Doctors exploring new ways to do surgery
By ASSOCIATED PRESS
Published April 30, 2007
PITTSBURGH - A 4-year-old boy lay on an operating table here a few weeks ago with a tumor that had eaten into his brain and the base of his skull. Standard surgery would involve cutting open his face, leaving an ugly scar and hindering his facial growth as he matured.
But doctors at the University of Pittsburgh Medical Center knew a way to avoid those devastating consequences. They removed much of the tumor through the boy's nose.
Since then, doctors in New York and in France have announced they removed gall bladders through the vaginas of two women. And doctors in India say they have performed appendectomies through the mouth.
It's a startling concept and a little unpleasant to contemplate. But researchers are exploring new ways to do surgery using slender instruments through the body's natural openings, avoiding cutting through the skin and muscle.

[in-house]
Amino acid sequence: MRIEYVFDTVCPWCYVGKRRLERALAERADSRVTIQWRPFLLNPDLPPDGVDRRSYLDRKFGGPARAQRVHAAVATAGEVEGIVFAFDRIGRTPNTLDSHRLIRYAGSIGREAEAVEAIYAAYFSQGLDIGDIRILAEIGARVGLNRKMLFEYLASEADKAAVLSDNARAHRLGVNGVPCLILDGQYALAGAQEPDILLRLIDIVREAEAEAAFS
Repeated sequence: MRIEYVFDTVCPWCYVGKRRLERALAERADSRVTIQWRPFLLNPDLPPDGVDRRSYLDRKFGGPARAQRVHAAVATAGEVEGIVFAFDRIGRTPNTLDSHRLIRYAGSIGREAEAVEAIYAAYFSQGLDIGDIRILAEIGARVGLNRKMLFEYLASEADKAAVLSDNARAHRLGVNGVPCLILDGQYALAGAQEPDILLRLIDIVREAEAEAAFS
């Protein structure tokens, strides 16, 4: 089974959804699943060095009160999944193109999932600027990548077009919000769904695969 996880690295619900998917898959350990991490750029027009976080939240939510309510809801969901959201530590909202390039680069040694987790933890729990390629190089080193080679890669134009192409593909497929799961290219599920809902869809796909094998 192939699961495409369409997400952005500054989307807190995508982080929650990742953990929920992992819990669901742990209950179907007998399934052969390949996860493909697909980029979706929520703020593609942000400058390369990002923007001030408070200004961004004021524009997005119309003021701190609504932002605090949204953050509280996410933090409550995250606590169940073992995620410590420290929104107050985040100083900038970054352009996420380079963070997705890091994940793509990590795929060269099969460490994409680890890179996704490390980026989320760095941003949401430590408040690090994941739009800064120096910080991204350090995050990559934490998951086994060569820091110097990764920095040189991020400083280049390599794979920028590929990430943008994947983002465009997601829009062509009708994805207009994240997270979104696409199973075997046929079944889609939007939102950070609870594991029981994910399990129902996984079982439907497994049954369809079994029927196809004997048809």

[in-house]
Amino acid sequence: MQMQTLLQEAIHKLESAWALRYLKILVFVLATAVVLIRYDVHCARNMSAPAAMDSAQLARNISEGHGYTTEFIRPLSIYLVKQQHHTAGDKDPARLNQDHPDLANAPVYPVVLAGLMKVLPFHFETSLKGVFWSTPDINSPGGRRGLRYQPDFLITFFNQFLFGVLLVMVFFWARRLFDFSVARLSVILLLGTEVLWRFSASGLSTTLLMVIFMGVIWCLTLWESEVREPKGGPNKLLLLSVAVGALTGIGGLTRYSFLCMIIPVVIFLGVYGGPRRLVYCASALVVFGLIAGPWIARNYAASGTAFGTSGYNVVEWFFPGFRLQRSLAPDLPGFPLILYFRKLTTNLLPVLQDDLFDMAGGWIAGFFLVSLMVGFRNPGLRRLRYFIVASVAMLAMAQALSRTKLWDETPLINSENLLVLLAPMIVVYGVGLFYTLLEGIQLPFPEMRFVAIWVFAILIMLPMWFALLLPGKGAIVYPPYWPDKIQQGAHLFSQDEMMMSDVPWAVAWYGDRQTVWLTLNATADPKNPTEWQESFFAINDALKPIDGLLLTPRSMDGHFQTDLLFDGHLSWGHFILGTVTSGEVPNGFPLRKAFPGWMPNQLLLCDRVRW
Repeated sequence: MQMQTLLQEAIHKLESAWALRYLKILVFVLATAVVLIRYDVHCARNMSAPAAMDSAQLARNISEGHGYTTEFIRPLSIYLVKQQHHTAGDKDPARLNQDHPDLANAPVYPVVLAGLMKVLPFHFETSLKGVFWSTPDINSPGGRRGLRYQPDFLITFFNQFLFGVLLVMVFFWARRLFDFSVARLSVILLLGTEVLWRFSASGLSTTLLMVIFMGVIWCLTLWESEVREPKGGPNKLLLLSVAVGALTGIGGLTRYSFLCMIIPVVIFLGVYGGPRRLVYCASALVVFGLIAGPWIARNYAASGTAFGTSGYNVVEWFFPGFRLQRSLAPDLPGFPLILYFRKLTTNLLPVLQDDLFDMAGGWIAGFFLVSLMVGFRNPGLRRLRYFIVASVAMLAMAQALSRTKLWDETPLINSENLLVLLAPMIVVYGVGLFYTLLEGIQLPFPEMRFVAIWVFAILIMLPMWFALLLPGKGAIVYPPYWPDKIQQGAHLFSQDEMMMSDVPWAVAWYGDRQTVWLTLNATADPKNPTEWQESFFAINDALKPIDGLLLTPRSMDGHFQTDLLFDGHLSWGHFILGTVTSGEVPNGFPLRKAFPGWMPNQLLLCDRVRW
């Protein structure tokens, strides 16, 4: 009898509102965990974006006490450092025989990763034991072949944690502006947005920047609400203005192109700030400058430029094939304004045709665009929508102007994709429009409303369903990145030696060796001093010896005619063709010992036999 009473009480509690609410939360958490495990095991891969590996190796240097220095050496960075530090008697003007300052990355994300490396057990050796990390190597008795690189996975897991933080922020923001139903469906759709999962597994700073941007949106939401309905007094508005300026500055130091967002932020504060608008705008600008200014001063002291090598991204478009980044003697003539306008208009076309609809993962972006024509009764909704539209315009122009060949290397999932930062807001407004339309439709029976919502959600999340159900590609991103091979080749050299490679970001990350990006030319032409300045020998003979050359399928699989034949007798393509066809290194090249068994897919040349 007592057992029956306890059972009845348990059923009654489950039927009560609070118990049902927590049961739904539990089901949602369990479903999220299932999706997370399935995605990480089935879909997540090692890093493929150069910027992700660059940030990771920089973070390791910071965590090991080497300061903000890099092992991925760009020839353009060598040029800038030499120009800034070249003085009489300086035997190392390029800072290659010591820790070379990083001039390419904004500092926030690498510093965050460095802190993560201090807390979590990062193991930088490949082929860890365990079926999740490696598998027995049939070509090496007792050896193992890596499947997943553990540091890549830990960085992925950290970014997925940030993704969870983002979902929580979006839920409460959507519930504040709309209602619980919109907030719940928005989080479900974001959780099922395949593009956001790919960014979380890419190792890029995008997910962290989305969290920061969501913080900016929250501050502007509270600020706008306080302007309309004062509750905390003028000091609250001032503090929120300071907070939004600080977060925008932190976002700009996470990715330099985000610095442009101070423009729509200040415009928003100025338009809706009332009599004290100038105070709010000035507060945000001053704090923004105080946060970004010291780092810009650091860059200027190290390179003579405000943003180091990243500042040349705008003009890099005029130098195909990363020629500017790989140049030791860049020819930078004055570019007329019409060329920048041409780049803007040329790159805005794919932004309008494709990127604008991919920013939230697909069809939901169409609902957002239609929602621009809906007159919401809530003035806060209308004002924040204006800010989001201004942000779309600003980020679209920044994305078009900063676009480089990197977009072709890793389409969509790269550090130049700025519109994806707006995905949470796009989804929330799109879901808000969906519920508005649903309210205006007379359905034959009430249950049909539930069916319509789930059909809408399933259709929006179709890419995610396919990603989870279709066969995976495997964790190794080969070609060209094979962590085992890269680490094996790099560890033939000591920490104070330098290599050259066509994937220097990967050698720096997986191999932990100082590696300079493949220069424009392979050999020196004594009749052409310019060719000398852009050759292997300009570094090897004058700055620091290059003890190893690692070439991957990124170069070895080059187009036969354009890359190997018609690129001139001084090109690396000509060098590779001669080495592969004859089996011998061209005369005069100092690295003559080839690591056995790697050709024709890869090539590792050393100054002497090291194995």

Many questions remain about that approach. But doctors say it holds the promise of providing a faster recovery with less pain and no visible scars. And in the brain, it can avoid a need for manipulating tissue that could disturb brain and eye function.
For abdominal surgeries, going through the mouth, vagina or rectum would avoid the need to cut through sensitive tissues. And deep inside the body, where tissue doesn't feel lasting pain, the procedures themselves might be less traumatic.
The key to operating through body openings is specialized slender instruments that can be inserted into the natural channels, along with devices that provide light and a video camera lens at the site of the surgery. Doctors watch their progress on video screens as they manipulate the surgical instruments.
"This is the dawn of this phase of (surgery), " said Dr. Gail Rosseau, chief of surgery at the Neurologic-Orthopedic Institute of Chicago. "This is exciting, it's new and it may well be better for our patients. In fact, we hope it will be."
[Last modified April 30, 2007, 02:10:03]
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